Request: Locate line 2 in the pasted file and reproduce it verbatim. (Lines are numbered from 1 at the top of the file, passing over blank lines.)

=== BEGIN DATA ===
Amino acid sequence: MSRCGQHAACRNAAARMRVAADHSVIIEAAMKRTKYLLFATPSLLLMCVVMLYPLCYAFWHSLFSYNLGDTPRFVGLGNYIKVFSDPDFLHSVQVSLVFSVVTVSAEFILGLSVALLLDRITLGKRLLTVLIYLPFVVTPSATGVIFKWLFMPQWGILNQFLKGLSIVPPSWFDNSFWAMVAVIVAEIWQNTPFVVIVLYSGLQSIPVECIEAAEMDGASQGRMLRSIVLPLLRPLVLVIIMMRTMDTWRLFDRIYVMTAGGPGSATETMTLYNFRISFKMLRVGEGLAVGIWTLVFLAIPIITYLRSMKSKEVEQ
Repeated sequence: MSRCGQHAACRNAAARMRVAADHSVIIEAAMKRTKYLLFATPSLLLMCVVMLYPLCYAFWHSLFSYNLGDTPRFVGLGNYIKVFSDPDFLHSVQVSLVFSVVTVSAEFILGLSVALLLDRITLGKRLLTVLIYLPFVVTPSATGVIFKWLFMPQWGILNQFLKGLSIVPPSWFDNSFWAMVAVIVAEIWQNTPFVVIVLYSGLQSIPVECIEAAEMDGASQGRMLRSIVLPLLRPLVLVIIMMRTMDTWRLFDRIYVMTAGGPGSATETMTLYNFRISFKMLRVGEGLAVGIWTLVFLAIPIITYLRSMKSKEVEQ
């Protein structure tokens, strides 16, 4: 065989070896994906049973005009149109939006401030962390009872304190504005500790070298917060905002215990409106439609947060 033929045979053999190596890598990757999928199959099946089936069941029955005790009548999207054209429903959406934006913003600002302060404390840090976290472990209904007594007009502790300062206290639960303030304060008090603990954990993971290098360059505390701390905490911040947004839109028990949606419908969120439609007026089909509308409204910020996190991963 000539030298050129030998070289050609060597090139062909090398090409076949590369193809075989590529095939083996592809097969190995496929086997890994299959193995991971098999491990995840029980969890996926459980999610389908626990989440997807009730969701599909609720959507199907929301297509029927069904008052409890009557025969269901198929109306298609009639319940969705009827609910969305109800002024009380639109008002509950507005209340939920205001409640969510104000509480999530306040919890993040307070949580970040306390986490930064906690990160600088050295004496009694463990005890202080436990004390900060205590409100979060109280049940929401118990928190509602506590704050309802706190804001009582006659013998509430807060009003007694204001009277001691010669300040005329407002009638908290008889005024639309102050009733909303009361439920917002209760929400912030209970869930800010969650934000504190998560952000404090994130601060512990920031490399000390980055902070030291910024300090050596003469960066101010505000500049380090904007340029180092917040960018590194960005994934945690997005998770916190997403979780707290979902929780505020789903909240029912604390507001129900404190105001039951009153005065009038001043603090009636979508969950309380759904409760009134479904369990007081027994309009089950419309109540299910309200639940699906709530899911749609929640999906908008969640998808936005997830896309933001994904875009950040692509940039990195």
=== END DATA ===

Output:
Repeated sequence: MSRCGQHAACRNAAARMRVAADHSVIIEAAMKRTKYLLFATPSLLLMCVVMLYPLCYAFWHSLFSYNLGDTPRFVGLGNYIKVFSDPDFLHSVQVSLVFSVVTVSAEFILGLSVALLLDRITLGKRLLTVLIYLPFVVTPSATGVIFKWLFMPQWGILNQFLKGLSIVPPSWFDNSFWAMVAVIVAEIWQNTPFVVIVLYSGLQSIPVECIEAAEMDGASQGRMLRSIVLPLLRPLVLVIIMMRTMDTWRLFDRIYVMTAGGPGSATETMTLYNFRISFKMLRVGEGLAVGIWTLVFLAIPIITYLRSMKSKEVEQ